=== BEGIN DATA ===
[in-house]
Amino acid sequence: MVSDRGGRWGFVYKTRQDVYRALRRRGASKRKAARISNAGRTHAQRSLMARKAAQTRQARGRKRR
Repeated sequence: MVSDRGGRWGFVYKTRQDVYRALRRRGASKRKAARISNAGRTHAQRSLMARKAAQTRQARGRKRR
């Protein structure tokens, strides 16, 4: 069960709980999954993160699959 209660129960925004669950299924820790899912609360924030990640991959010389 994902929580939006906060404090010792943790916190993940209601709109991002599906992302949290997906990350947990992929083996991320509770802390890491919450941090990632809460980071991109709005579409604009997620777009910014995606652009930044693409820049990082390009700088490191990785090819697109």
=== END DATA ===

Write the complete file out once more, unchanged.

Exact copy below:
[in-house]
Amino acid sequence: MVSDRGGRWGFVYKTRQDVYRALRRRGASKRKAARISNAGRTHAQRSLMARKAAQTRQARGRKRR
Repeated sequence: MVSDRGGRWGFVYKTRQDVYRALRRRGASKRKAARISNAGRTHAQRSLMARKAAQTRQARGRKRR
């Protein structure tokens, strides 16, 4: 069960709980999954993160699959 209660129960925004669950299924820790899912609360924030990640991959010389 994902929580939006906060404090010792943790916190993940209601709109991002599906992302949290997906990350947990992929083996991320509770802390890491919450941090990632809460980071991109709005579409604009997620777009910014995606652009930044693409820049990082390009700088490191990785090819697109």